References: <51C46819.5000304@gmail.com> <51C49B1A.8020405@gmail.com> <21286.11322.bm@smtp105.bt.mail.ir2.yahoo.com> <51C4D63A.40806@gmail.com>
In-Reply-To:
Subject: RE: Calc: Easy way to do N+(N-1)+(N-2)+(N-3)..(N-N+1)
Date: Sat, 22 Jun 2013 10:17:33 -0700
Organization: NuovoDoc
Message-ID: <005e01ce6f6c$62f41ec0$28dc5c40$@acm.org>
MIME-Version: 1.0
Content-Type: text/plain;
charset="UTF-8"
Content-Transfer-Encoding: quoted-printable
X-Mailer: Microsoft Outlook 15.0
Thread-Index: AQKxy/66VYQU/26WtcmDravwos3StQKWe+PqAW3eZSECLKTAtwKrbVWYlzRNODA=
Content-Language: en-us
X-AntiAbuse: This header was added to track abuse, please include it with any abuse report
X-AntiAbuse: Primary Hostname - a2s42.a2hosting.com
X-AntiAbuse: Original Domain - openoffice.apache.org
X-AntiAbuse: Originator/Caller UID/GID - [47 12] / [47 12]
X-AntiAbuse: Sender Address Domain - acm.org
X-Get-Message-Sender-Via: a2s42.a2hosting.com: authenticated_id: himself+orcmid.com/only user confirmed/virtual account not confirmed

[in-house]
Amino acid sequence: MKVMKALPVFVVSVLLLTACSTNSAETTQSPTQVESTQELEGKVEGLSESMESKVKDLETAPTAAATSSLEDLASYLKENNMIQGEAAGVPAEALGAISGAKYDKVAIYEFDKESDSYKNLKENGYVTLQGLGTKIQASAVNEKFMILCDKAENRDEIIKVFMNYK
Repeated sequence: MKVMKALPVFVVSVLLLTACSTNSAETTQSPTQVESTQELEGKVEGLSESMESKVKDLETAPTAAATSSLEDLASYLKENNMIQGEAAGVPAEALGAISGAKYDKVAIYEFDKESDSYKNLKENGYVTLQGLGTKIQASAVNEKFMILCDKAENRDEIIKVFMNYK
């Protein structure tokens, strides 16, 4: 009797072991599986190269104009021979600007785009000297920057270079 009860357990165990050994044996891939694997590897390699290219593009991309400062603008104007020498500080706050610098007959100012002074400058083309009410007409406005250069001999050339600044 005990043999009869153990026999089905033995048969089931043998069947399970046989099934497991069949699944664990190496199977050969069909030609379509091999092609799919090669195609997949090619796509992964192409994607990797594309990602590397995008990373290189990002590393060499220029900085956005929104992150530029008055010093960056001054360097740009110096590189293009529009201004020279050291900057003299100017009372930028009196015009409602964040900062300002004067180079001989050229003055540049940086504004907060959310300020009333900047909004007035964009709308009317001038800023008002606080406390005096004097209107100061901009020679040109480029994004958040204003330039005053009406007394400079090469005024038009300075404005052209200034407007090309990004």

X-Virus-Checked: Checked by ClamAV on apache.org
Yes, the proof is now taught in elementary school, as I recall. It was =
the first one I ever learned to do.
It clearly does work, with adjustment, for ranges starting with other =
than 1, and it works with negative numbers too. It also doesn't matter =
whether you are counting down or counting up, because it is symmetrical =
as far as addition is concerned. =20
To go from m to n, assume m is not larger than n. If not, simply =
interchange them since the summation taken in either direction is the =
same.
Write down the numbers=20
m, m+1, ..., n-1, n
n, n-1, ..., m+1, m
Each of those rows lists the numbers to be added, but in reversed =
sequence, as Rob shows, below.
Notice that each vertical pair adds up to precisely m+n.